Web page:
DeSTRESS Project - Understanding and Dealing with Stress

Project Background

Some information about the DeSTRESS study.

Providing effective treatment and support for mental distress is a stated government aim. Within low-income communities, use of antidepressant medications is relatively high, but current strategies frame mental distress as an individual psychological problem, masking the factors that are often the root causes of suffering e.g. social isolation, unemployment.

This research aims to:

  • examine why and how people’s ability to cope with poverty-related issues has become increasingly pathologised
  • understand how high levels of antidepressant prescribing and use are impacting on people’s health and wellbeing in low-income communities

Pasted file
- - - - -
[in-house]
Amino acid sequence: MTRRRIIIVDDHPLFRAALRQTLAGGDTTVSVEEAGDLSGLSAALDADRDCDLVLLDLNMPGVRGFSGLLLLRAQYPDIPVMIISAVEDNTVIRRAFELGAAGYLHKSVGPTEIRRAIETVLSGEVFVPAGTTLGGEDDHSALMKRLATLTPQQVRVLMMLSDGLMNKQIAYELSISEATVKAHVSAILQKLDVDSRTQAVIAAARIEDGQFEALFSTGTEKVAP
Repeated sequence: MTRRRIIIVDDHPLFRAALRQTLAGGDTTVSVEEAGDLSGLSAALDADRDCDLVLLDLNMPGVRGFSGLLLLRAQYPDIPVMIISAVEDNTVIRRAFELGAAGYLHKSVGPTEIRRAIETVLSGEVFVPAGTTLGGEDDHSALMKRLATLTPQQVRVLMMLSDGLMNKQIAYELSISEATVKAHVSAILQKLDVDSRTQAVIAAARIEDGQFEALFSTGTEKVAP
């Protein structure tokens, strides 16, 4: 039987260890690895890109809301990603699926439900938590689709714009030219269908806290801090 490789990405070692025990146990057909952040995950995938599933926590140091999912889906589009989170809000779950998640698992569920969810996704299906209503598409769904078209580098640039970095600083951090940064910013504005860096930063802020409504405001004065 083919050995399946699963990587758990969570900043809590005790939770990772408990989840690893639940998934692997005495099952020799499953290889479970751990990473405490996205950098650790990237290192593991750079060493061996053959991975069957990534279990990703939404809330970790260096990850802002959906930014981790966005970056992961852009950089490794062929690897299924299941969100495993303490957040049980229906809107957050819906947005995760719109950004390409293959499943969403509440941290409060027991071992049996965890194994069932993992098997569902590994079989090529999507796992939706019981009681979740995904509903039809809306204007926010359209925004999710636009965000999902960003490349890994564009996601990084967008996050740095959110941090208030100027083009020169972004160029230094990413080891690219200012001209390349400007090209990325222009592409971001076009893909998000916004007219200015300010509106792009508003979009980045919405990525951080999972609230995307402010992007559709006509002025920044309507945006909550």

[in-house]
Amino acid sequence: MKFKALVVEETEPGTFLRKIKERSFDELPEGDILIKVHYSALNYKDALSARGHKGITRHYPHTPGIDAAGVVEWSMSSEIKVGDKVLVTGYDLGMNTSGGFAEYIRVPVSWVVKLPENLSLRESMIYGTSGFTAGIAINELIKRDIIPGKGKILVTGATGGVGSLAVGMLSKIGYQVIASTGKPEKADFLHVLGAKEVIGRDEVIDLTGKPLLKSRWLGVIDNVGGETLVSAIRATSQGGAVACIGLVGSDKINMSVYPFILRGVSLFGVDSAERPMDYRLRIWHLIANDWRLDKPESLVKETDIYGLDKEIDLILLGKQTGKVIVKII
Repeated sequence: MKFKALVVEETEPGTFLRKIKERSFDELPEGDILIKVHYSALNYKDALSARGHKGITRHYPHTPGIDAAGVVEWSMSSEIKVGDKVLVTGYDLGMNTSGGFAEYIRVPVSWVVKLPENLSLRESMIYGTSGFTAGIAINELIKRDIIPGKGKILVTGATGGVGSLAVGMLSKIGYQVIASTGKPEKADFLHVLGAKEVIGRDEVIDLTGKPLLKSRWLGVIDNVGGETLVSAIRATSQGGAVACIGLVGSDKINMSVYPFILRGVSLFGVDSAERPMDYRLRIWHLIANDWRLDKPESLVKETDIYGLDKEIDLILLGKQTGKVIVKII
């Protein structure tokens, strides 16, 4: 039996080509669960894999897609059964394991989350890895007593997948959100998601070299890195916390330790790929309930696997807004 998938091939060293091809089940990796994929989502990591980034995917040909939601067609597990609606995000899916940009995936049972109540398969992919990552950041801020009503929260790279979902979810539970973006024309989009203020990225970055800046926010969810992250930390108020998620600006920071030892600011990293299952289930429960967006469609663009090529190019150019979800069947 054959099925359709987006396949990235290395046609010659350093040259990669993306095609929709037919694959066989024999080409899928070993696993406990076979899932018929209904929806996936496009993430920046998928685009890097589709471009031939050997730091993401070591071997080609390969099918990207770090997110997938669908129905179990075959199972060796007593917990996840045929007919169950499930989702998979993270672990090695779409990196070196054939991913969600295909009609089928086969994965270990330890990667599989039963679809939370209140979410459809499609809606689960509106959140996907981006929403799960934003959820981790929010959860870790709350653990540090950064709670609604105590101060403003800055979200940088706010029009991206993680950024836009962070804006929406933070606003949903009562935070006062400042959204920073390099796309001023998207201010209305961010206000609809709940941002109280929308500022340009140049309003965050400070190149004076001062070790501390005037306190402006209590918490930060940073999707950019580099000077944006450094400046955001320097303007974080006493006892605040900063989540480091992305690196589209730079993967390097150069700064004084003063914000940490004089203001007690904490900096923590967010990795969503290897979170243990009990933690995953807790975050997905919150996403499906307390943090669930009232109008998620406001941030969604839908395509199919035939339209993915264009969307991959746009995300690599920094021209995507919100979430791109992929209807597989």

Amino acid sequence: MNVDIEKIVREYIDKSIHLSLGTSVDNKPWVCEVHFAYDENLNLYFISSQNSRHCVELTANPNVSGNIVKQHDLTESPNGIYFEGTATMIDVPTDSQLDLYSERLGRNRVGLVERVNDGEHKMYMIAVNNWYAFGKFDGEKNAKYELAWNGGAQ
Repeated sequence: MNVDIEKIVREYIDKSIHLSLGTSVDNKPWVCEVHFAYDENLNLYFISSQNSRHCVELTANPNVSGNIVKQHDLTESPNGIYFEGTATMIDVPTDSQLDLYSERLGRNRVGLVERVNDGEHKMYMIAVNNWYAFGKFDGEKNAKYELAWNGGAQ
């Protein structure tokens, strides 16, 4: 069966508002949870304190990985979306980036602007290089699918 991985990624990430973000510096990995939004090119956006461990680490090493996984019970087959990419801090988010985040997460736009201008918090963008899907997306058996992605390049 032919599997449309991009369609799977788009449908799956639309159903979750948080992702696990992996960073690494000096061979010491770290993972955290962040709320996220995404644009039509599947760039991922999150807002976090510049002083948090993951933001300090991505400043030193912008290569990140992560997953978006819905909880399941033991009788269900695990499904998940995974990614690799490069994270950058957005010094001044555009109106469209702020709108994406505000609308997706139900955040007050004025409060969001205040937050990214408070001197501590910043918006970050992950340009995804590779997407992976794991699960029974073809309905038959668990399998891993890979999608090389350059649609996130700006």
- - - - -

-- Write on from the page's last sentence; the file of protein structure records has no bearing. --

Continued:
This interdisciplinary study draws on a range of qualitative methods including:

• focus groups with community members
• in-depth repeat interviews and use of audio diaries with people who have received a medical consultation for poverty-related distress
• interviews with GPs
• use of conversation analysis techniques to analyse video-recorded GP-patient consultations


We aim to:

  • Analyse how the medicalisation of poverty-related distress affects wellbeing
  • Identify responses to distress that effectively support people and inform debates in a way that benefits patients, and assists practitioners and policy makers.

The research programme is intended to have strong and distinctive impacts in policy and user communities. For example, developing guidelines on good practice for health professionals working in low-income communities, feeding findings into local health plans, disseminating to clinical commissioning groups, policy forums, civil society organisations and other low-income communities.